Ashley Graham made history this month when she became the first plus-sized model to ever grace the cover of the Sports Illustrated Swimsuit Edition.
After 52 years of seemingly unattainable bodies on the covers of the swimsuit issue, Graham suddenly represented a change in focus. Her body, still obviously beautiful, represented a much larger portion of the population. For the millions of girls and women in America, it suddenly seemed OK to not be a size zero.
Then 68-year-old three-time cover model Cheryl Tiegs swooped in and burst the collective bubble, stirring a storm of outrage in the process. Asked by E! News if she thought there should be more full-figured women featured in the magazine, her response left more than a few jaws on the floor.
“Actually I don?t like it that we?re talking about full-figured women because it?s glamorizing them, and your waist should be smaller than 35 (inches), Tiegs said. “That?s what Dr. Oz said, I?m sticking to it. No I don?t think it?s healthy. Her face is beautiful, beautiful but I don?t think it?s healthy in the long run.”
Boom. Just when America was making progress and insecure, overweight people saw a glimmer of hope, the stereotypical pretty girl stepped in and reminded them of what they’ve probably heard their whole lives: no, in fact, it’s not OK.
Tiegs seemingly doubled-down on her comments following the interview, posting a since-deleted tweet that read “To clarify re bodyweight. Being anorexic/bulimic/overweight all connected to health problems. I want all to be as healthy as they can.”
She also retweeted a male follower who agreed: “Spot on!” Andrew Christiansen (@_archristiansen) wrote. “Same here being overweight is hell on the body.”
And this is the very fine line that represents the problematic place in which today’s society is situated. Tiegs isn’t wrong in her assessment based on standard health protocol. Being overweight isn’t healthy and it does cause negative effects on a person’s general health and wellness in the long run. And, given her clarification, it seems that’s what Tiegs was getting at.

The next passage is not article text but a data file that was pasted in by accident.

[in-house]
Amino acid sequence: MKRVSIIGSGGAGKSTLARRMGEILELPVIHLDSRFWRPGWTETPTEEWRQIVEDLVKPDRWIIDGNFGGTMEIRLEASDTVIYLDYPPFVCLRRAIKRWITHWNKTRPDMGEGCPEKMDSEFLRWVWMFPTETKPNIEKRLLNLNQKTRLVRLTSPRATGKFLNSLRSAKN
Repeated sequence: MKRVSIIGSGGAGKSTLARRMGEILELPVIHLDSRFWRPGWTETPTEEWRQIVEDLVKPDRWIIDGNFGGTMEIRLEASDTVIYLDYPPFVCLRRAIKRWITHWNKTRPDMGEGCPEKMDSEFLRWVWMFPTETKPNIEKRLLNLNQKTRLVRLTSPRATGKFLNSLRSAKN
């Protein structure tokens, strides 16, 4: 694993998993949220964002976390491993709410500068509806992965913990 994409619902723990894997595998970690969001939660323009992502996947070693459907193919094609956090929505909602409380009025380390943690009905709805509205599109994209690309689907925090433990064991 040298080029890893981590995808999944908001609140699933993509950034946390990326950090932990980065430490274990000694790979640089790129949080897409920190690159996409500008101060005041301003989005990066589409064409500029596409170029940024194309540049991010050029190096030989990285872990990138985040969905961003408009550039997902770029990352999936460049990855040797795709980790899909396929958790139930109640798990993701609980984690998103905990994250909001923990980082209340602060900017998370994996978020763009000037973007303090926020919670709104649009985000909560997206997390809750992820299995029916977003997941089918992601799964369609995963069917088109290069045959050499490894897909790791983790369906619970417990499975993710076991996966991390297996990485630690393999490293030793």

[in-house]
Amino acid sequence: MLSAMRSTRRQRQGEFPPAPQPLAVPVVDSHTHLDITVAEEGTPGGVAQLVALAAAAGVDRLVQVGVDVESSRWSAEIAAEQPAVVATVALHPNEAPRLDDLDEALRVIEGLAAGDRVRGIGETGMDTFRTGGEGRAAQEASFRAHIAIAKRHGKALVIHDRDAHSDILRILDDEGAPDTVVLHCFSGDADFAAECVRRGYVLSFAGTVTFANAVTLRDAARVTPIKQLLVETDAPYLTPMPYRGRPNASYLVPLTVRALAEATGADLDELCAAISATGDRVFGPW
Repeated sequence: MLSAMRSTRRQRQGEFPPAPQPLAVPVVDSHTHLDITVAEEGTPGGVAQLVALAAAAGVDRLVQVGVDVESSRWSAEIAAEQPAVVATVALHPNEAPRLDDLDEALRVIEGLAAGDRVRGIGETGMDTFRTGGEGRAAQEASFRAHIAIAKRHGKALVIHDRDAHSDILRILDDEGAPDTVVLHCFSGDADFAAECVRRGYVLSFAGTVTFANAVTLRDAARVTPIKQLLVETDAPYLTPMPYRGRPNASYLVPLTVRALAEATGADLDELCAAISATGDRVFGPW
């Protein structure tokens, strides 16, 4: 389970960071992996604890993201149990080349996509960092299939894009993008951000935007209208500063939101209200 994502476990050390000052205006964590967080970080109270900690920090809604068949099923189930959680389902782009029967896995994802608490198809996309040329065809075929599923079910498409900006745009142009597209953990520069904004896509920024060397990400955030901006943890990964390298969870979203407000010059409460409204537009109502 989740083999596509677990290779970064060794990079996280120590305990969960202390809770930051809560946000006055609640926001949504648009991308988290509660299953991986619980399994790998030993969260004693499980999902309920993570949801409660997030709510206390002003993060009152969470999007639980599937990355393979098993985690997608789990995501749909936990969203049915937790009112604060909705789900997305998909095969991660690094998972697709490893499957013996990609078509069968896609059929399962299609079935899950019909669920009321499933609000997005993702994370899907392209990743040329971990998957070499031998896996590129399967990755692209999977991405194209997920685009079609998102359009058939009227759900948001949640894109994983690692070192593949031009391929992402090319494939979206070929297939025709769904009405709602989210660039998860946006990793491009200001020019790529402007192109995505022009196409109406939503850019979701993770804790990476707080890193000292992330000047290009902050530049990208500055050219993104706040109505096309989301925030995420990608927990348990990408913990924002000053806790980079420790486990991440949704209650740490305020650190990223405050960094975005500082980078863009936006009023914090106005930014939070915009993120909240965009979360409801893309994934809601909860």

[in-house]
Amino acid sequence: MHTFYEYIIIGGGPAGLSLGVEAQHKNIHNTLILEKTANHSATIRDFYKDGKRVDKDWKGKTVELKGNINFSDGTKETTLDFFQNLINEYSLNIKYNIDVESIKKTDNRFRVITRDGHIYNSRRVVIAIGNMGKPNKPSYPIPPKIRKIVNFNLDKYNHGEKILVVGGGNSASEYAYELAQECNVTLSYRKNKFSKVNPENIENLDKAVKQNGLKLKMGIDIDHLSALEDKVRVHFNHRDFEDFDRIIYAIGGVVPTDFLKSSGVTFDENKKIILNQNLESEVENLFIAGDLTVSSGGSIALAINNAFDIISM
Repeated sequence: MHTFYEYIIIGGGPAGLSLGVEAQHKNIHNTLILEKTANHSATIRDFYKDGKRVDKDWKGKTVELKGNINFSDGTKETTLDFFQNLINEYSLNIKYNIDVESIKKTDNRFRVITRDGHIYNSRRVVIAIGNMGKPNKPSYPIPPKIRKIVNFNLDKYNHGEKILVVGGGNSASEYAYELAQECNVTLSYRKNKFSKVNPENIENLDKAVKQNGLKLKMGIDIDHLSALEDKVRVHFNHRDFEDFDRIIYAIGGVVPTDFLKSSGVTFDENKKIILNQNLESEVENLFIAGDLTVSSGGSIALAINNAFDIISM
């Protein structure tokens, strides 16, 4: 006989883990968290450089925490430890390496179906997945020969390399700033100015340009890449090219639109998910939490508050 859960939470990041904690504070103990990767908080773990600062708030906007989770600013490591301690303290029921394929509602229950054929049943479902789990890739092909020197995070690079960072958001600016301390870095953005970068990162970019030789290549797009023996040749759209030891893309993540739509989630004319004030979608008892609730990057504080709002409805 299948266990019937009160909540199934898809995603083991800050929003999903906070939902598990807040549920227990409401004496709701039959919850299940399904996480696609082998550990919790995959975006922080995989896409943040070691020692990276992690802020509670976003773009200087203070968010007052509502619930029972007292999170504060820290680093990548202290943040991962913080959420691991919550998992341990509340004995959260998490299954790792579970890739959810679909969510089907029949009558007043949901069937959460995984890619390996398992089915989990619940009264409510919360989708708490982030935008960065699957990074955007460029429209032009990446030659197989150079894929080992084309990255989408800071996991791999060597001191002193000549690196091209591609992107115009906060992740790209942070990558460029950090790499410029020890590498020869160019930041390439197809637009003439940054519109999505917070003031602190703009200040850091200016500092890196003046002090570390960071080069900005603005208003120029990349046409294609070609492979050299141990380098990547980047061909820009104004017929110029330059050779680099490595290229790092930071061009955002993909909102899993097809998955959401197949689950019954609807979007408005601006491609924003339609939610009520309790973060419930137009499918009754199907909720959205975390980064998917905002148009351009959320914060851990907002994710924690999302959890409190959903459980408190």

But to hear such sharp words at such a delicate time after making as much progress as our culture finally has seemingly made was devastating to millions of people who grew up hating their bodies and still might today.
There are approximately 319 million people in America, per Google, 157 million of whom are women, per the United States Census Bureau. It’s estimated by the national association for anorexia nervosa and associated disorders that up to 4.2 percent of those women suffer from bulimia nervosa (and similar disorders), while over 68 percent of Americans are overweight or obese.
The point: Overweight or underweight, those very basic numbers mean over 225 million people in America are unhealthy. So while it’s completely fair to call Tiegs’ comments about Ashley Graham insensitive, that’s the point Tiegs probably meant to get across.
But it’s 2016, America. So let’s all take a deep breath and realize two very important things: It’s important to take care of your body physically, but it’s just as important to be proud of it. One way or another.
Thumbnail photo via Twitter/@Eonline